Chicago Cubs: Authors
The one name that keeps coming up in baseball circles is Carlos Zambrano. Yankees scouts watched him pitch on the Cubs' recent 10-game road trip. These were not advance scouts who prepare teams for the next series, because the Yankees do video work on the next opponent instead of using scouts. These were top advisers to Yankees general manager Brian Cashman.
Zambrano, who has a full no-trade clause, has said on numerous occasions he wants to stay with the Cubs until his deal expires after 2012. But Zambrano, like any veteran, wants the opportunity to perform in a World Series before his career is over. If the Yankees, who are in need of starting pitching, decide to approach the Cubs about Zambrano's availability, the veteran pitcher could change his mind. Losing is not fun for any player, but for a 10-year veteran like Zambrano, this might be his last shot at playing in a World Series.
The Yankees have been dealing with injuries to their pitching staff. Phil Hughes has been out for most of the season, and more recently, the resurgent Bartolo Colon went down with an injury. The Yankees bullpen also is depleted after the loss of Joba Chamberlain.
Although New York is loaded with talent, most observers believe they'll need more starting pitching if they're going to be able to keep up with the Boston Red Sox.
Zambrano's experience with Yankees pitching coach Larry Rothschild would also be considered an advantage for both sides. Rothschild was Zambrano's pitching coach for the first nine years of his career before taking the Yankees job in the offseason. Rothschild has seen the best and worst of Zambrano, whose domination on the mound has been mixed with frequent emotional tantrums.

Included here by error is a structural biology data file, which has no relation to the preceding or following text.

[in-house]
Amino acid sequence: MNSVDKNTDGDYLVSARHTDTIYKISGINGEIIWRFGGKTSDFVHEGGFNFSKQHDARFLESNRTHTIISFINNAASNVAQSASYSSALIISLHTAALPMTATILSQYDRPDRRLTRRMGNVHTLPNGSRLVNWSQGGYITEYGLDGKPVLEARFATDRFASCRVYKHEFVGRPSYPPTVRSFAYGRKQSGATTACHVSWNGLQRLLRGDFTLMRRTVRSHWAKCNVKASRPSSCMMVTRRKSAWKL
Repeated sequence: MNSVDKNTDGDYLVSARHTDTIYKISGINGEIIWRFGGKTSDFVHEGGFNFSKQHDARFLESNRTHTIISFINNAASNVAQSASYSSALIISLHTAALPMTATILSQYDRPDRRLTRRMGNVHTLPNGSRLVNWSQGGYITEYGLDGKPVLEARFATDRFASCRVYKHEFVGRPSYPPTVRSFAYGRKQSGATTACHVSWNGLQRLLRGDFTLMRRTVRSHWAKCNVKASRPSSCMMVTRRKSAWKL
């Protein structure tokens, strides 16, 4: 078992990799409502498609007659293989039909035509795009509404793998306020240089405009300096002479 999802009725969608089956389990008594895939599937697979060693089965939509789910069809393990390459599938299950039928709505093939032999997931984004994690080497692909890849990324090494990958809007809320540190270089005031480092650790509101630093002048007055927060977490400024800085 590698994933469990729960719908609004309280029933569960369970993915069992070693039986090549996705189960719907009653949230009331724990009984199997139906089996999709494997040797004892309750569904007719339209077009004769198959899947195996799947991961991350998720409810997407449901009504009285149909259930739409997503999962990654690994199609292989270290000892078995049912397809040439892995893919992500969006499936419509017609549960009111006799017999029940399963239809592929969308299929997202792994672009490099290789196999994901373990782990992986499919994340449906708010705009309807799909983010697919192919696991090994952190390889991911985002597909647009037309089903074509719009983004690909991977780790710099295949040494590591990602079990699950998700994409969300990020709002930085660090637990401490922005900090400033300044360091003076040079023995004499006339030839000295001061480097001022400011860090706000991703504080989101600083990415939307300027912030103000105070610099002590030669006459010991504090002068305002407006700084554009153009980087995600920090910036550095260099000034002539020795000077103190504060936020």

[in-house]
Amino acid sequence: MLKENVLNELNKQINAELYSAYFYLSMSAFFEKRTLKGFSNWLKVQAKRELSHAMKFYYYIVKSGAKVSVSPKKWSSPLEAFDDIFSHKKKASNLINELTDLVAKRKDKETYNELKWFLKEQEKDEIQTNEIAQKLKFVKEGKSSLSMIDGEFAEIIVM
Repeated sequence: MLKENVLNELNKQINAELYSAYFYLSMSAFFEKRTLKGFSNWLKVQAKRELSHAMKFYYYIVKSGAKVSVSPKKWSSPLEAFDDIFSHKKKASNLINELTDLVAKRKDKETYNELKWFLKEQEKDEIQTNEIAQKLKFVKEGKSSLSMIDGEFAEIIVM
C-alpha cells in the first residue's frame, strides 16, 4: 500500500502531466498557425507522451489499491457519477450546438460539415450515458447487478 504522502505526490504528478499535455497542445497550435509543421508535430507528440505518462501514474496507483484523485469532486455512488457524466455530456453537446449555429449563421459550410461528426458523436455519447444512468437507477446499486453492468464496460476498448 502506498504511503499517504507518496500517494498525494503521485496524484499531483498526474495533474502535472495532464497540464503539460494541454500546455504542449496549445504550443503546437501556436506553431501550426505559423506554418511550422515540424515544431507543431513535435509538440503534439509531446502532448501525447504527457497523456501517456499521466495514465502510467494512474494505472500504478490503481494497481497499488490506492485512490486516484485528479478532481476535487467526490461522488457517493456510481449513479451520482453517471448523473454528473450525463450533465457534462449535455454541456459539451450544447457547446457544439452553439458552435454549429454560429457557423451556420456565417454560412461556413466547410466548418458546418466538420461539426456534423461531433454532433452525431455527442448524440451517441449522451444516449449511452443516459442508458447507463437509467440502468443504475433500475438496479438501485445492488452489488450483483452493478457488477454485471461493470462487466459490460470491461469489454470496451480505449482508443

Some of the Yankees top evaluators have more interest in Ryan Dempster than Zambrano, but the Cubs would not be interested in dealing Dempster. Zambrano may be another story, considering his volatility and inconsistency over the last 2 ½ years. Dempster is considered more consistent by some scouts, but Zambrano has pitched more innings this season. What the Yankees and other teams like about Dempster is he's averaged over 200 innings over the last three years.
The Cubs could get back some good, young talent and also divest themselves of all or some of the $27 million left on Zambrano's contract.
Alfonso Soriano had an interesting perspective on veteran players and how they should look at situations when a team might want to trade them.
"It's not the worst thing," Soriano said. "When I got traded from the Yankees [for Alex Rodriguez] to Texas, that was a difficult one. But when I got traded to Washington, that's just part of the game. We work for the team. They do what they want to."
Soriano said that players should be objective when teams comes to them about a possible trade.
"I expect to stay here," said Soriano, who also has a full no-trade. "This is my fifth year, but if they say they want to trade me, then why wouldn't I want to go somewhere else. I wouldn't stay here."
Really, it's been a rough two years.
OK, it's been a rough century. Happy now?
With 2008's regular season run a distant memory, what is the Cubs' identity going into 2011?
They are a nine-figure payroll team with scant momentum and eroding public enthusiasm. The days of filling every seat in cool April evenings might not be over, but there are no guarantees.
Take the Cubs Convention, for example. It used to sell out in a day. But it's been on sale since Nov. 3, with seemingly plenty of tickets left. I guess even the guys who tuck their Greg Maddux jersey in their Lee jeans aren't jazzed about this team after a losing season.
In their first full offseason as owners of the Cubs, the Ricketts family has struck out like Carlos Pena, who incidentally was their only free agent addition until the triumphant return of Kerry Wood on Friday.
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